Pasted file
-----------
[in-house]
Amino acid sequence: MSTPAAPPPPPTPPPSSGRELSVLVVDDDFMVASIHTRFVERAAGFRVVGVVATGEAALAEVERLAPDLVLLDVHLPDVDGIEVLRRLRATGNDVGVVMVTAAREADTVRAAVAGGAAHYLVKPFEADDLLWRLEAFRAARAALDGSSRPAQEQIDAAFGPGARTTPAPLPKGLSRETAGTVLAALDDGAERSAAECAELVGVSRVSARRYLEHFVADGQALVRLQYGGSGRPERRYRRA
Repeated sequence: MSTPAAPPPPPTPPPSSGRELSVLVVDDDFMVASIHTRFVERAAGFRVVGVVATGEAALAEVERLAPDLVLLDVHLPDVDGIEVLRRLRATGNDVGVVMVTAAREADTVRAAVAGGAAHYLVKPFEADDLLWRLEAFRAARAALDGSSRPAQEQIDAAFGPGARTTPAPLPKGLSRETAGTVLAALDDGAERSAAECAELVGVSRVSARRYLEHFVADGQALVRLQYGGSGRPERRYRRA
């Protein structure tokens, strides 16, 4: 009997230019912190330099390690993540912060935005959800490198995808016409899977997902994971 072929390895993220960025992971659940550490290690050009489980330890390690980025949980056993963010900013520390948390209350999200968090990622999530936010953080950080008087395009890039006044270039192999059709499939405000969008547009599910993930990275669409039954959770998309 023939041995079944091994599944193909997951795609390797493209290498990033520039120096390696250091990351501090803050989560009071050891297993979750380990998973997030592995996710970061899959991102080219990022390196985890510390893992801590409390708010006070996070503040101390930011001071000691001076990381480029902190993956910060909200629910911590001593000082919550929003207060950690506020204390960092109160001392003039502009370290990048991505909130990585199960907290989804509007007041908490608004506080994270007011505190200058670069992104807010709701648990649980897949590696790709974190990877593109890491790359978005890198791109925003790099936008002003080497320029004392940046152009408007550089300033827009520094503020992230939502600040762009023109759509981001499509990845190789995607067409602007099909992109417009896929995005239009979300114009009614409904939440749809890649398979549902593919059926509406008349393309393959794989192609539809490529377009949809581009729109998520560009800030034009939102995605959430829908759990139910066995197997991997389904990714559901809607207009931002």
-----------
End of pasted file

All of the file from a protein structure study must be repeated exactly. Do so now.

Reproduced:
[in-house]
Amino acid sequence: MSTPAAPPPPPTPPPSSGRELSVLVVDDDFMVASIHTRFVERAAGFRVVGVVATGEAALAEVERLAPDLVLLDVHLPDVDGIEVLRRLRATGNDVGVVMVTAAREADTVRAAVAGGAAHYLVKPFEADDLLWRLEAFRAARAALDGSSRPAQEQIDAAFGPGARTTPAPLPKGLSRETAGTVLAALDDGAERSAAECAELVGVSRVSARRYLEHFVADGQALVRLQYGGSGRPERRYRRA
Repeated sequence: MSTPAAPPPPPTPPPSSGRELSVLVVDDDFMVASIHTRFVERAAGFRVVGVVATGEAALAEVERLAPDLVLLDVHLPDVDGIEVLRRLRATGNDVGVVMVTAAREADTVRAAVAGGAAHYLVKPFEADDLLWRLEAFRAARAALDGSSRPAQEQIDAAFGPGARTTPAPLPKGLSRETAGTVLAALDDGAERSAAECAELVGVSRVSARRYLEHFVADGQALVRLQYGGSGRPERRYRRA
């Protein structure tokens, strides 16, 4: 009997230019912190330099390690993540912060935005959800490198995808016409899977997902994971 072929390895993220960025992971659940550490290690050009489980330890390690980025949980056993963010900013520390948390209350999200968090990622999530936010953080950080008087395009890039006044270039192999059709499939405000969008547009599910993930990275669409039954959770998309 023939041995079944091994599944193909997951795609390797493209290498990033520039120096390696250091990351501090803050989560009071050891297993979750380990998973997030592995996710970061899959991102080219990022390196985890510390893992801590409390708010006070996070503040101390930011001071000691001076990381480029902190993956910060909200629910911590001593000082919550929003207060950690506020204390960092109160001392003039502009370290990048991505909130990585199960907290989804509007007041908490608004506080994270007011505190200058670069992104807010709701648990649980897949590696790709974190990877593109890491790359978005890198791109925003790099936008002003080497320029004392940046152009408007550089300033827009520094503020992230939502600040762009023109759509981001499509990845190789995607067409602007099909992109417009896929995005239009979300114009009614409904939440749809890649398979549902593919059926509406008349393309393959794989192609539809490529377009949809581009729109998520560009800030034009939102995605959430829908759990139910066995197997991997389904990714559901809607207009931002």